All the pieces are now in place for easily the most exciting phase in Marvel’s plans yet. Sure, I’ve heard a few people say that Phase 2 was the ‘Empire Strikes Back’ of the franchise, but I have to disagree. Phase 3 will be far darker for everyone involved, especially if they stick to the comics, so no ‘oh look, Ewok’s’ and far more ‘oh no, he’s dead’. Speaking of which, screw you Joss for leading us all to think someone’s going to die that we didn’t want to die only for something else to happen just to get us all riled up.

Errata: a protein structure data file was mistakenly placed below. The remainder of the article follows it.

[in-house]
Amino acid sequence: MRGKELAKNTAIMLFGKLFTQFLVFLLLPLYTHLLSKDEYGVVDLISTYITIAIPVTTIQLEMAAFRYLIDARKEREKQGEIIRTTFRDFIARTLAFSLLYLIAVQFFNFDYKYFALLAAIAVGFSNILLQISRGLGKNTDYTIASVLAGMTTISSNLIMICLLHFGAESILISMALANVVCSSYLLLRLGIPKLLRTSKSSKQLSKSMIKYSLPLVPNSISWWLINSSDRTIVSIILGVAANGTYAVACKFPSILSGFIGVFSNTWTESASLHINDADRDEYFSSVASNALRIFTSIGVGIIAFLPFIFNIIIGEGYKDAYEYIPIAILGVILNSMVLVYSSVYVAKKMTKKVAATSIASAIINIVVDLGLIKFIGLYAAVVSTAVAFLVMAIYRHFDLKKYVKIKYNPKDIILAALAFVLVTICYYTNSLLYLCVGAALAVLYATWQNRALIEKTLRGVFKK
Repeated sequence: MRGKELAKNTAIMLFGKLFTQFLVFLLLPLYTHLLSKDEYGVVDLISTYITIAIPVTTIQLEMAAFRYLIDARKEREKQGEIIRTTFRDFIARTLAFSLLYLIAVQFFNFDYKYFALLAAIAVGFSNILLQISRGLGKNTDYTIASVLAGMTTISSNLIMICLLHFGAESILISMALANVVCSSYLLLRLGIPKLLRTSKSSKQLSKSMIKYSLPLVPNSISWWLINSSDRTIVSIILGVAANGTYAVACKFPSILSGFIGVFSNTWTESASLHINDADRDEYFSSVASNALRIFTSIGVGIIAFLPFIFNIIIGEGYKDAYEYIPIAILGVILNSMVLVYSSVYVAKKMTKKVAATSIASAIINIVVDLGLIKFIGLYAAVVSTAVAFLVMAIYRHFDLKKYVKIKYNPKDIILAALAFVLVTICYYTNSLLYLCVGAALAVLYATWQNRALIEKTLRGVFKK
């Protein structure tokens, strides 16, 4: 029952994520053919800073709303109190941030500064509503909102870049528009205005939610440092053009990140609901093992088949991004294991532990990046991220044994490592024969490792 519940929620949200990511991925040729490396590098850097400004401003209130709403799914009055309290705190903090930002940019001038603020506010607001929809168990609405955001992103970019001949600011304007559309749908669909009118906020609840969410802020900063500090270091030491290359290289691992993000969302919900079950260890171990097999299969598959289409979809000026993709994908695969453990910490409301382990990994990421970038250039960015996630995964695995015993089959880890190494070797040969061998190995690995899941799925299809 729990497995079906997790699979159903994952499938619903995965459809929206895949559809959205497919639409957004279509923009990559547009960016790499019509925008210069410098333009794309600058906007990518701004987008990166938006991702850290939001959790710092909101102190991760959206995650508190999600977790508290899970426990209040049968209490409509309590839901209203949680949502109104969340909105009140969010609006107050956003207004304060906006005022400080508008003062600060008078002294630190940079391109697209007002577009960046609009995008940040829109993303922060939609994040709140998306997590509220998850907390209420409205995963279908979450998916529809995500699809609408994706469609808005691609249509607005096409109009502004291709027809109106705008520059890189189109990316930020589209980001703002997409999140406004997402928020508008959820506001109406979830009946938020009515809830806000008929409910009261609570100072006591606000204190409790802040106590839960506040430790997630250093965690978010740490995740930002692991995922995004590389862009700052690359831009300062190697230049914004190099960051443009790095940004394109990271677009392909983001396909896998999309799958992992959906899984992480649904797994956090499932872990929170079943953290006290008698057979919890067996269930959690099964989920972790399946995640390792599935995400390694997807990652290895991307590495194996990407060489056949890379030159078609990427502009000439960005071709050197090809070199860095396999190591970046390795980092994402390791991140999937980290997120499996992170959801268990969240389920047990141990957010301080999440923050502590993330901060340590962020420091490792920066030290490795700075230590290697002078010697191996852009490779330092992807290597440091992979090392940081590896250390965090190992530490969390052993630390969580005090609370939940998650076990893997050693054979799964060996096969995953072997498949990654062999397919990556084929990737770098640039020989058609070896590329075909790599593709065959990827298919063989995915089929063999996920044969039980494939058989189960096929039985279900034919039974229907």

The Avengers: Age of Ultron doesn’t break new grounds, it wasn’t supposed to anyway. It’s an exciting addition to the franchise that introduces a lot of new elements that fans will greatly appreciate, leaving us all ridiculously anticipating the Infinity War. But before all that, we still have Ant-Man, Dr Strange and a Civil War to get through. It’s a great time to be a Marvel fan!
Marvel’s The Avengers: Age of Ultron gets 9 ‘Hulkbuster punches to the face’ out of 10.